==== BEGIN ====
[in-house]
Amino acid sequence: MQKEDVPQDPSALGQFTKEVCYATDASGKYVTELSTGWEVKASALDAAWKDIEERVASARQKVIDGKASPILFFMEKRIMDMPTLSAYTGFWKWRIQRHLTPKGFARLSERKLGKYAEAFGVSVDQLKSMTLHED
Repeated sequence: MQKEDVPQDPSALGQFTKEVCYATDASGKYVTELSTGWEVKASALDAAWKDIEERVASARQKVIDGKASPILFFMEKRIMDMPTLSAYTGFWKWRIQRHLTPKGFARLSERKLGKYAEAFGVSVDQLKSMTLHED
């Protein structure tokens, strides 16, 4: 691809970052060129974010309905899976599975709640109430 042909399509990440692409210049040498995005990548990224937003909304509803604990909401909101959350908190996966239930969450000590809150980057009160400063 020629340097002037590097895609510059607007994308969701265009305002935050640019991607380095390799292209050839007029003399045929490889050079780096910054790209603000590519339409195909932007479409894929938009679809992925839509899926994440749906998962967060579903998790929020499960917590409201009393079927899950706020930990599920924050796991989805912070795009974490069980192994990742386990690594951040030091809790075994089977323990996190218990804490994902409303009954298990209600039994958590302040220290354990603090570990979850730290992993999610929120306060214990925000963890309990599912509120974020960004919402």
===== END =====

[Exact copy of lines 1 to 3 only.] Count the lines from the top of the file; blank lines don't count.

[in-house]
Amino acid sequence: MQKEDVPQDPSALGQFTKEVCYATDASGKYVTELSTGWEVKASALDAAWKDIEERVASARQKVIDGKASPILFFMEKRIMDMPTLSAYTGFWKWRIQRHLTPKGFARLSERKLGKYAEAFGVSVDQLKSMTLHED
Repeated sequence: MQKEDVPQDPSALGQFTKEVCYATDASGKYVTELSTGWEVKASALDAAWKDIEERVASARQKVIDGKASPILFFMEKRIMDMPTLSAYTGFWKWRIQRHLTPKGFARLSERKLGKYAEAFGVSVDQLKSMTLHED